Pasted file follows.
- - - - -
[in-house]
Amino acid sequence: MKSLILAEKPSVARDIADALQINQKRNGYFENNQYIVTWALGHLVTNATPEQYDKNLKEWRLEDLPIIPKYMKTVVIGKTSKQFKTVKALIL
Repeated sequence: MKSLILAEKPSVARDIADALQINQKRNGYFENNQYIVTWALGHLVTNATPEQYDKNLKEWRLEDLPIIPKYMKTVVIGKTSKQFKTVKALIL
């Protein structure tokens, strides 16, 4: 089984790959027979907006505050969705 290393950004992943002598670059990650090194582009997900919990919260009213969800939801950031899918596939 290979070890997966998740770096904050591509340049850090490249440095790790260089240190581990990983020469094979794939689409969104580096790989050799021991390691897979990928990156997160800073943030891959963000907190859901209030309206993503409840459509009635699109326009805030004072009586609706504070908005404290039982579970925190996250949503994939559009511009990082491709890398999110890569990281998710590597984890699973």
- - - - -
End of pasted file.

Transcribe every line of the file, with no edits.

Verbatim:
[in-house]
Amino acid sequence: MKSLILAEKPSVARDIADALQINQKRNGYFENNQYIVTWALGHLVTNATPEQYDKNLKEWRLEDLPIIPKYMKTVVIGKTSKQFKTVKALIL
Repeated sequence: MKSLILAEKPSVARDIADALQINQKRNGYFENNQYIVTWALGHLVTNATPEQYDKNLKEWRLEDLPIIPKYMKTVVIGKTSKQFKTVKALIL
């Protein structure tokens, strides 16, 4: 089984790959027979907006505050969705 290393950004992943002598670059990650090194582009997900919990919260009213969800939801950031899918596939 290979070890997966998740770096904050591509340049850090490249440095790790260089240190581990990983020469094979794939689409969104580096790989050799021991390691897979990928990156997160800073943030891959963000907190859901209030309206993503409840459509009635699109326009805030004072009586609706504070908005404290039982579970925190996250949503994939559009511009990082491709890398999110890569990281998710590597984890699973």